This study presents a review of how variation in assessment center (AC) ratings has been regarded among AC scholars and practitioners. The author reiterates the prevailing paradigm within I–O psychology that treats individuals as objects (Weiss & Rupp, 2011) and thus may limit our ability to develop a deep understanding of individual performance (George & Dane, 2011; Mischel, 2004; Orom & Cervone, 2009) that could benefit organizations, AC participants, practitioners, and scholars.

The AC results of 2,968 participants were reviewed to derive a purposive sample of co-researchers in a rarely studied Saudi Arabian leadership population to explain performance variation. The author interviewed 14 AC performance outliers, 13 males and one female, with ages between 28 and 49, who have been with the company from 3 to 22 years. The co-researchers had anywhere from a high school diploma to a medical degree. Each co-researcher had an empirical performance increase (≥95%) or decrease (≤5%) indicated by the simulation vector (simvec), a statistic devised by the author that indicates magnitude and direction of simulation performance reminiscent of the personality signature (Fournier, Moskovitz, & Zuroff, 2008, 2009) and complements the overall assessment rating (OAR).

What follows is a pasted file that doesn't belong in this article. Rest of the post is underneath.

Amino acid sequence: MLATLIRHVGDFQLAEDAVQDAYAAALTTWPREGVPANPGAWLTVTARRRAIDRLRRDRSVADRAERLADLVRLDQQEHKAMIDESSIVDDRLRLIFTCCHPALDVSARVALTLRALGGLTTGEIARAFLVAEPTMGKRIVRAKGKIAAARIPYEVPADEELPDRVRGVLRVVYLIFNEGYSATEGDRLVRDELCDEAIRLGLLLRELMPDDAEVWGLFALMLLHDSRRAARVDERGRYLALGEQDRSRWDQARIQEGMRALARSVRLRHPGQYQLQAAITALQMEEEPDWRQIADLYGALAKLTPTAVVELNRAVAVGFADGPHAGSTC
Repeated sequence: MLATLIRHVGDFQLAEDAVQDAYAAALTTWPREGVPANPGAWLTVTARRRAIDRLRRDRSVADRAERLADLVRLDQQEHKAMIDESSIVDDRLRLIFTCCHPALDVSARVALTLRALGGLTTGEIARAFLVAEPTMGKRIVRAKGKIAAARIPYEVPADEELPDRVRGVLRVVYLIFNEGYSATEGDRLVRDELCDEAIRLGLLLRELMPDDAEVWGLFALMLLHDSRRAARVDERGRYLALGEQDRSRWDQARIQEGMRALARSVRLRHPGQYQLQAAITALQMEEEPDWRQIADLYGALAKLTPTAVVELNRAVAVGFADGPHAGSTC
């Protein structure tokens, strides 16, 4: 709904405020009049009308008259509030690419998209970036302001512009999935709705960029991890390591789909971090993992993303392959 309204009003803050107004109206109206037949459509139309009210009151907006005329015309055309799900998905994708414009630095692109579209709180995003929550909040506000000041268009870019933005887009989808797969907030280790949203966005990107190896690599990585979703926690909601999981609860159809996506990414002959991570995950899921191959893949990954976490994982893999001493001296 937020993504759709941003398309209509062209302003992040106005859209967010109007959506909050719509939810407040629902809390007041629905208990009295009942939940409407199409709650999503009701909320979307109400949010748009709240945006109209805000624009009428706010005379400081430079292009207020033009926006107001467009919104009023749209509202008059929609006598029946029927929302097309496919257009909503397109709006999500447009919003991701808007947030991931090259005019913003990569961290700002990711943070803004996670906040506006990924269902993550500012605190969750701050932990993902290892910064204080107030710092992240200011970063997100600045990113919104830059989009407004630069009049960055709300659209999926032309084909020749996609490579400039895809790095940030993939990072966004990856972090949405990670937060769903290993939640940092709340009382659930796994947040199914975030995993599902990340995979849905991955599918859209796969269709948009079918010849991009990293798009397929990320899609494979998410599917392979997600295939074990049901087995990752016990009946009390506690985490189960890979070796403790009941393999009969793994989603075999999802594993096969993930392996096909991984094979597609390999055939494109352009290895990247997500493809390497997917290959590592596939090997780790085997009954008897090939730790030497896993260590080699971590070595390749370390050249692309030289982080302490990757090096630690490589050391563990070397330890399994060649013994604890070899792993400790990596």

This study contributes to the literature by answering the call for a creative and more person–centric direction in I-O psychology research (Weiss & Rupp, 2011) to advance understanding of individual (Allport, 1937; Fleeson, 2001) AC performance variation in non-Western cultures (George & Dane, 2011; Lievens, 2002; Phan, 2007; Rupp, Snyder, Gibbons, & Thornton III, 2006; Thornton III & Rupp, 2005). The explanatory sequential mixed method design used in this study addresses the criticism that most research in I-O psychology has been descriptive, not explanatory (Orom & Cervone, 2009). The author further responds to the charge that ACs are a-theoretical (Lievens & Christiansen, 2012) by explicating empirical incidences of performance variation from the perspective of andragogy (Knowles, 1984) with theories such as reflective learning, whole person studies, discriminative facility, interactionism (Hellervik, Hazucha, & Schneider, 1992; Lance, 2008; Phan, 2007; Weiss & Rupp, 2011), and self-theories (Dweck, 2000).